You’ve finished writing, and now it’s time to start editing. Most likely, you’ll work with a professional editor further along in the process, but for now, self-edits are the next step. Where is the best place to start? Josha’s editors have come together once again to provide you with a few tips to make the process a little simpler.
#1: Take breaks. During the writing process, it’s common to feel like you’ve lost your connection to your manuscript. We generally advise writers to take a break from their manuscript for as long as they need when they start to feel this disconnect; likewise, as you edit your work, we encourage you to step away before you begin editing. One of our editors, Olivia Castetter, is also an author. “Anytime I finish one of my manuscripts, as soon as I type the last word, I save my work then close out of the file for at least a month,” she says. “When I’ve been working on the same project for a long time, it’s easy for me to lose my focus, and my excitement to be ‘done’ can override my dedication to write the best book possible. So I’ve found that taking at least a month away from the manuscript gives me a chance to re-center myself, channeling my eagerness into a focused motivation.”
#2: Print and hand-edit. If you’ve typed your draft instead of handwritten it, consider printing it out and performing your edits by hand. Whether drafting or editing, using a pen and paper requires deeper cognitive processing and fosters greater creativity, both of which benefit your manuscript. Author Katherine Turner shared that she edits by hand at least once for every one of her manuscripts and always notices a vast improvement afterwards. Simply put, switching formats allows your brain to absorb the material differently, and by simply shifting from typing to handwriting (or vice versa) can allow you to see things you wouldn’t otherwise.
#3: Read it out loud. By reading your manuscript aloud–to yourself or someone else–you can hear how the cadence of your writing sounds. You can identify areas where it may sound choppy or long-winded, and you can find the places you need to rearrange the presentation of information. If you start a fresh round of editing by doing this after taking that break we mentioned earlier, you’ll have refreshed creative energy, enabling you to better focus on each word and sentence and find many of the minor errors our brains often automatically correct when we read silently.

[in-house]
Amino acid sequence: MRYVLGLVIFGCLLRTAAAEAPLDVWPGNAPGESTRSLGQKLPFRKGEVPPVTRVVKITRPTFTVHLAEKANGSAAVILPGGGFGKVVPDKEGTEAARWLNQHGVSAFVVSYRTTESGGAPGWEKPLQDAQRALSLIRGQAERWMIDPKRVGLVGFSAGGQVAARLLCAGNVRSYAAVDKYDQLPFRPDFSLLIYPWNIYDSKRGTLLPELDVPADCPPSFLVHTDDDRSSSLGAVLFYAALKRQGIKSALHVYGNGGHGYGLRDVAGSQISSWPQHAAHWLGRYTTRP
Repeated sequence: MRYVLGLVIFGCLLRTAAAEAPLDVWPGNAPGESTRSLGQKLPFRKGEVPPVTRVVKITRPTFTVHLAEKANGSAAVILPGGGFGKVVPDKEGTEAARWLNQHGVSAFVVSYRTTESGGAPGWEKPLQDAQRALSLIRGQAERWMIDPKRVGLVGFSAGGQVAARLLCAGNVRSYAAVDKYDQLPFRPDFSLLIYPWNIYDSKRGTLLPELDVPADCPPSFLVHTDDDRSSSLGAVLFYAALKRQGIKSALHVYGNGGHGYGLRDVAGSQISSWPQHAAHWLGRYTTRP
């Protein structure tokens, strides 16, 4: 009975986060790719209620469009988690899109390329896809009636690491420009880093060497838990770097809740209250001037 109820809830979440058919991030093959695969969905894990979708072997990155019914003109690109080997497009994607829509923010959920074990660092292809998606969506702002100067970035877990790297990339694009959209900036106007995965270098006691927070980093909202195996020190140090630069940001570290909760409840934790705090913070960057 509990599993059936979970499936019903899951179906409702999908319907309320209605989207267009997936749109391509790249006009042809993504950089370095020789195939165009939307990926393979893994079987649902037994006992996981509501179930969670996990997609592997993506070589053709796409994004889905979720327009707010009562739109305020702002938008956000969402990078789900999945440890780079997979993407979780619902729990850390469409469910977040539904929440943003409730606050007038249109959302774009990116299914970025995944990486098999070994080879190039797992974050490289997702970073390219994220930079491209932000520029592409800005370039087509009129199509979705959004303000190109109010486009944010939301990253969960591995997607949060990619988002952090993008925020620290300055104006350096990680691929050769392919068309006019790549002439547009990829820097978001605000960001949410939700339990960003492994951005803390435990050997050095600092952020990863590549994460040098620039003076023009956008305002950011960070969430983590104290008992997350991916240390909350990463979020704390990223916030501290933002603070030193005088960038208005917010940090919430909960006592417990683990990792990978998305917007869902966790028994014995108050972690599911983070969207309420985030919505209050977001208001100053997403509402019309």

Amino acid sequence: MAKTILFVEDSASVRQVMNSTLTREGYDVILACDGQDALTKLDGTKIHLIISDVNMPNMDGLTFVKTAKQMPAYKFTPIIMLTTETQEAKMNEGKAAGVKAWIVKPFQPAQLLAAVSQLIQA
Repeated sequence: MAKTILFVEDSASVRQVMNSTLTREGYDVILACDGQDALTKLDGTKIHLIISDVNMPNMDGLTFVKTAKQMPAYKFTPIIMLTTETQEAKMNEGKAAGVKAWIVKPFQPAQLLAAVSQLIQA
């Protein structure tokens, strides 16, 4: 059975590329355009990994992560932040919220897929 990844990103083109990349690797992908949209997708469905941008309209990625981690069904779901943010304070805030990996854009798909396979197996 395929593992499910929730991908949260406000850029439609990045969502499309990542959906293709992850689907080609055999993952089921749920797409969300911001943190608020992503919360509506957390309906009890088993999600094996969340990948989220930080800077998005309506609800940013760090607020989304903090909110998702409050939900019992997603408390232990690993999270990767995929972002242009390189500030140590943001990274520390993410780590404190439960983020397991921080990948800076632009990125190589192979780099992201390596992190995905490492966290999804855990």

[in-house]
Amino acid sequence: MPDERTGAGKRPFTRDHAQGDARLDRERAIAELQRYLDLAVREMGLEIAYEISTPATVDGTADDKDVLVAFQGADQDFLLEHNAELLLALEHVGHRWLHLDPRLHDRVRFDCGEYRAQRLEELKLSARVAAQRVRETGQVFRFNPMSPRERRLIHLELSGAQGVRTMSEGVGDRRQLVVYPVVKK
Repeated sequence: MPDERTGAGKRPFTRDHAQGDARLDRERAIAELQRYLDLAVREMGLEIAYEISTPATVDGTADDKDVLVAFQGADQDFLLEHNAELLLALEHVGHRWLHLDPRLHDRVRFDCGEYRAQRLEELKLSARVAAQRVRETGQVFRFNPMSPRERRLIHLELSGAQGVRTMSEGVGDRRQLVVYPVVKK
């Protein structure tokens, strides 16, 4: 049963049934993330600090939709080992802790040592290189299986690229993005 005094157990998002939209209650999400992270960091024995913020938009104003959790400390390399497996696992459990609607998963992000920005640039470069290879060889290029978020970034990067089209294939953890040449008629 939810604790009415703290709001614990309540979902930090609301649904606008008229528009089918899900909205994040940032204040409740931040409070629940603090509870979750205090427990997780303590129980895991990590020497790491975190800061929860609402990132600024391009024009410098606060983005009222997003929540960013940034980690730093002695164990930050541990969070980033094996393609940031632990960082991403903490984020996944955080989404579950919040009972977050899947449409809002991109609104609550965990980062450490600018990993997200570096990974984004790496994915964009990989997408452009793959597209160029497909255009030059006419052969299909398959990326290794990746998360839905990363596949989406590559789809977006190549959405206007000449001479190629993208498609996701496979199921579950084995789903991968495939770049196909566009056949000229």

#4: Solicit feedback. Feedback on your manuscript is important, and it matters where that feedback originates and when you receive it. It’s generally best not to ask someone else to read it until you’ve fully drafted and performed some level of self-editing (of course, there are always exceptions). At this stage, you can provide access to beta readers, sensitivity readers if applicable, friends, or family, as long as they are able to be objective, provide constructive criticism (rather than destructive criticism or never-ending praise), and ideally are representative of your target reader. However, remember to take all feedback with a grain of salt. If multiple people have read your manuscript and all had issues with the same scene, this is a good time to consider making changes. However, if only one person takes issue with something, this may not be the most helpful feedback for your manuscript.
#5: Take notes on your story. For the story–whether you’re writing fiction or nonfiction–write out a timeline of the events you want to cover in your manuscript. You can use this timeline to make sure the pacing of the story feels fair to the events that are unfolding, and you can check your story’s development by making sure the domino effect of those events has been covered from start to finish. Likewise, it can be helpful to create a character roster to make sure each individual’s descriptions and tendencies are consistent with how you’ve envisioned them to be. Keeping track of these details during the writing and self-editing process will ultimately result in a more immersive reading experience for your reader, bringing the words on your pages to life.
However you self-edit, throughout the entire process, remember to encourage yourself. What works for you may not be how someone else has found self-editing success, and that’s okay. Just like every book is different, so are writers. As you go through the self-editing process, try not to degrade your abilities when you’re finding errors, plot holes, or repetition. Every draft, in every stage, needs some level of work, and this is not a reflection of your writing ability. As editor Kayli Baker says, “Editing is taking that rough stone–the good core of your story–and polishing it into a gem, so don’t let imposter syndrome take over.”
You’ve got this.
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Editing Tips Part 1:Tweet